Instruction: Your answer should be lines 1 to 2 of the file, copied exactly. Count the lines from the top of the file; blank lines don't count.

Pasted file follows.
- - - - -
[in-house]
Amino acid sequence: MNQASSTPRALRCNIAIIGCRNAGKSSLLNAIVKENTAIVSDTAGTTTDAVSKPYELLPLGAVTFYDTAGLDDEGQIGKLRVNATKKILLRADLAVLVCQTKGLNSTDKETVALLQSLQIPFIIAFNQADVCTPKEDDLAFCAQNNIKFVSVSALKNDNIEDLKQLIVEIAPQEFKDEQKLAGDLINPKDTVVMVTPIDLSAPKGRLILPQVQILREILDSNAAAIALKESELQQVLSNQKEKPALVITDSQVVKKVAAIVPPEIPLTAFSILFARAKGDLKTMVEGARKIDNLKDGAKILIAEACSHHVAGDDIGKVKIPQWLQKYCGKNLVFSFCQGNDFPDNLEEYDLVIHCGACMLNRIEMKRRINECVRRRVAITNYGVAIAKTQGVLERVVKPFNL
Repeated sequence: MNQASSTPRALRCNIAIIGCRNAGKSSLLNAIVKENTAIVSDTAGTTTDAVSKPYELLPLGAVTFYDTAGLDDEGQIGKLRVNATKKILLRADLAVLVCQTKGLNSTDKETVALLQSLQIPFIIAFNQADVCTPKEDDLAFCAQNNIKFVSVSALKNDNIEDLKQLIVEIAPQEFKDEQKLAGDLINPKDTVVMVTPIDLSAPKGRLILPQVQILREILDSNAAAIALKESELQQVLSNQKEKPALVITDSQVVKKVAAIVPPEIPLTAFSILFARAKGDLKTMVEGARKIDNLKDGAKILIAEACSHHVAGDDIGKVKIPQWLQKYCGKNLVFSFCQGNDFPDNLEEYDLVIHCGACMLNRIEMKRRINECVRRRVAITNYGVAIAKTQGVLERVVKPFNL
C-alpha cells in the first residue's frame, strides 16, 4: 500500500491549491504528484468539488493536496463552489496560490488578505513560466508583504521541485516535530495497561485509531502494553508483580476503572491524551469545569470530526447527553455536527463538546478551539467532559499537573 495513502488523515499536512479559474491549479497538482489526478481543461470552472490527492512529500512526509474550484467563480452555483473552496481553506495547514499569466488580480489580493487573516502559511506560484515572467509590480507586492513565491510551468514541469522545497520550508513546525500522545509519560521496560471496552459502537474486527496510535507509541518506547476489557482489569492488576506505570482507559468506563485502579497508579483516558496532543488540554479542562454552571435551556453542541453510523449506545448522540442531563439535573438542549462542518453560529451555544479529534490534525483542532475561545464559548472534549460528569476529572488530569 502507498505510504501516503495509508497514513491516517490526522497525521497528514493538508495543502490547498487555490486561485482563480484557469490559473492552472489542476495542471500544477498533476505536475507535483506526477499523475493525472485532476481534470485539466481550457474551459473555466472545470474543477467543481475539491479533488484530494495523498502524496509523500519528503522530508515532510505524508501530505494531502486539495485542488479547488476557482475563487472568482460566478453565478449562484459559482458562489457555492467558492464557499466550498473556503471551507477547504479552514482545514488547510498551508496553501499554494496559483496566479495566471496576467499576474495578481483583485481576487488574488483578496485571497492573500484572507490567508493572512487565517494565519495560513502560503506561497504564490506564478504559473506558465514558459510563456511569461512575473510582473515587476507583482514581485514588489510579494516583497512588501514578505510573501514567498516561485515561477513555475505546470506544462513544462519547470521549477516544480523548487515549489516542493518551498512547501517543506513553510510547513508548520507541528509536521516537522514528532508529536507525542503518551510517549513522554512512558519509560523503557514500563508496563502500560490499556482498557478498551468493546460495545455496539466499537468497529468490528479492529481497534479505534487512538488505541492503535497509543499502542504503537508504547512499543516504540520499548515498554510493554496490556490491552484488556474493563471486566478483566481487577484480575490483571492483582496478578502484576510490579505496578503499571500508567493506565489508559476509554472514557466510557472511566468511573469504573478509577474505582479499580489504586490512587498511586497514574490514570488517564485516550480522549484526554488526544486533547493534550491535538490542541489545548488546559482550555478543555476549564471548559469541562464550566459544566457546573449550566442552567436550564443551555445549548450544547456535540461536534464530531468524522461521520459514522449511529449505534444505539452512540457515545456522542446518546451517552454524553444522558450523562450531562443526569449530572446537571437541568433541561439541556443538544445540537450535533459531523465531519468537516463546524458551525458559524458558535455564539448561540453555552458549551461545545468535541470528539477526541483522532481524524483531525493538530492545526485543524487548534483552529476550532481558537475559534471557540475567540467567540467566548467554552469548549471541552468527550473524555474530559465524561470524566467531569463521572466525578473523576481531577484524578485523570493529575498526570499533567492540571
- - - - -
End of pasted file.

[in-house]
Amino acid sequence: MNQASSTPRALRCNIAIIGCRNAGKSSLLNAIVKENTAIVSDTAGTTTDAVSKPYELLPLGAVTFYDTAGLDDEGQIGKLRVNATKKILLRADLAVLVCQTKGLNSTDKETVALLQSLQIPFIIAFNQADVCTPKEDDLAFCAQNNIKFVSVSALKNDNIEDLKQLIVEIAPQEFKDEQKLAGDLINPKDTVVMVTPIDLSAPKGRLILPQVQILREILDSNAAAIALKESELQQVLSNQKEKPALVITDSQVVKKVAAIVPPEIPLTAFSILFARAKGDLKTMVEGARKIDNLKDGAKILIAEACSHHVAGDDIGKVKIPQWLQKYCGKNLVFSFCQGNDFPDNLEEYDLVIHCGACMLNRIEMKRRINECVRRRVAITNYGVAIAKTQGVLERVVKPFNL